—Mujh Mein Tu
Special 26 - Mujh Mein Tu
And don’t forget about me
And when the sun rises,
And flowers bloom
And people laugh outside.
And you smiled to my voice
And played with my fingers.
How could it be that
Winter you spend with me
And summer with another?
The world is perishing. Rejoice man!
Nature has been raped, has anyone heard.
Man did of course; rejoice!
Art lost its heart, but who kept theirs?
Man did of course; rejoice!
Peace cannot be found. Who is hiding it?
Man is of course, rejoice!
Love has kissed its last. Whose hand was the dagger in?
Man’s of course, rejoice!
What became of Mr Duffy?
Does anyone know? Read Joyce!
He throws stones at us and all we do is collect them from the floor and give them back to him
It’s a sin to be sincere
—Haq Ali (Truth, Ali), qawwali from Pakistan - Vienna Boys' Choir, Traditional, Uzbek
Never stop dreaming
In recent times why has there not been an adaptation of King Lear; is it not a blockbuster, buster, Mr Producer? It is a fetish of cinema to look for help in the archive and the classics, when it gets a bit dry in terms of ideas. And why shouldn’t they, it has proven to be successful in the form of green dollars. Movies such as Jane Eyre, Wuthering Heights, any adaptation of Dickens; will always reap money. Every decade there are new fans of the novels therefore it is only right that they get remade and be given a fresh stroke upon the dusty canvas. This is fine but why isn’t the same being done to Shakespeare’s work? Are there no brave directors out there to adapt the guy notorious at schools? Baz Luhrmann created a storm when he brought Romeo and Juliet to the big screen; replacing rapiers with 9mm, and cars with engines roaring. Once he established a modern setting, the soliloquies and monologues became easier to understand. Even actors with whom we would never for once associate Shakespeare with, behind the masquerade quite like him. Al Pacino, the guy with a profane tongue, is one of these who is an avid fan as well as activist for Shakespeare. He played Shylock, the Jewish moneylender in the highly reviewed ‘The Merchant of Venice’. It’s not a role that fans of Al are used to seeing him in maybe because instead of holding a gun, he held a staff. Then in 2009 there was the made for television production of Hamlet which created a buzz when it was announced Doctor Who star, David Tennant would be playing the phallic prince. The success should be attributed to the cast with whom the audience were familiar with, but also because of the modern Hamlet roaming the stage in slim-fit jeans and t-shirt.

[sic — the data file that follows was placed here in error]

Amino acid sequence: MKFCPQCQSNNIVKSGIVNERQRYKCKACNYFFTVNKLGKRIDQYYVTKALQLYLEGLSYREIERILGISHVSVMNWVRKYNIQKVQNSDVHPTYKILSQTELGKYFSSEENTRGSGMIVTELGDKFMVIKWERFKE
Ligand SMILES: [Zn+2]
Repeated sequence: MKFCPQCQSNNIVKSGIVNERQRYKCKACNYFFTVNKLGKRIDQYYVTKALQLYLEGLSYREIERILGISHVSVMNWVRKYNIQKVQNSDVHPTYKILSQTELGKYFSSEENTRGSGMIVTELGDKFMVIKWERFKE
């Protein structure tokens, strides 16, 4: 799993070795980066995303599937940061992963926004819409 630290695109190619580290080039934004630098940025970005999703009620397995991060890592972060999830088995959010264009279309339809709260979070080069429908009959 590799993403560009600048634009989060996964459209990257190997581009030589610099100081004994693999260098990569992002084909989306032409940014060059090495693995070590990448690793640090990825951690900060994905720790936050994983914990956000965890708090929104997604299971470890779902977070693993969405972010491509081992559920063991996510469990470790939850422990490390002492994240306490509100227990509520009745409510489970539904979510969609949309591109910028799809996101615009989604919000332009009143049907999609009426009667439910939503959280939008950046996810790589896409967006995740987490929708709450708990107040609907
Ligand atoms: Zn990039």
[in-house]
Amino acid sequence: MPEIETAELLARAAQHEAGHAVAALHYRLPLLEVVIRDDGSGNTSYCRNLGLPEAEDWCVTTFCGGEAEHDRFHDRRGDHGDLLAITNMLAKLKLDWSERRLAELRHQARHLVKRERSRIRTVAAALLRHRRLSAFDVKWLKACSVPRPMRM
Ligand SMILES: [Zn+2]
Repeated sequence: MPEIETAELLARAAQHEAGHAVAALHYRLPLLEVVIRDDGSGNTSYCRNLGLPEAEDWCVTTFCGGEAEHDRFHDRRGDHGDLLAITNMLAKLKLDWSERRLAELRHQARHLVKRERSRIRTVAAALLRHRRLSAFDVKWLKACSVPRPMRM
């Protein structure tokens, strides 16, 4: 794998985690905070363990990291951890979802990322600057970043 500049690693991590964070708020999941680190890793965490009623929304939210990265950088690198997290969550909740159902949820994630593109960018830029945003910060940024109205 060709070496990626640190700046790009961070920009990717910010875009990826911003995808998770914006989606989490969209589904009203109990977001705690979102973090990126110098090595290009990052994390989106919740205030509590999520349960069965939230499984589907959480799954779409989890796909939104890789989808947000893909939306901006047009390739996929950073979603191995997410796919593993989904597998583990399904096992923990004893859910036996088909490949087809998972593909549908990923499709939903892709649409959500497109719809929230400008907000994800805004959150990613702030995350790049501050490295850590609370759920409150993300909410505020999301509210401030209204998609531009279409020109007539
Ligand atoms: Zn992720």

The nucleus role should go to no one but Robert De Niro. You may question the decision and the casting directors may not agree but read me out. Bob, the once smart talking wiseguy, the mischievous Johnny boy, the existentialist taxi driver, and jab throwing actor has finally turned of age. He is now truly a wise guy in the entire sense of the word with the amount of white that can be traced from his once slickly oiled black hair. The bad thing for an actor when he ages, limits the types of roles he can play. You won’t seen him at a fragile age of 68, running from Al Pacino. I’m not saying that he can’t, but it’ll be best if he doesn’t.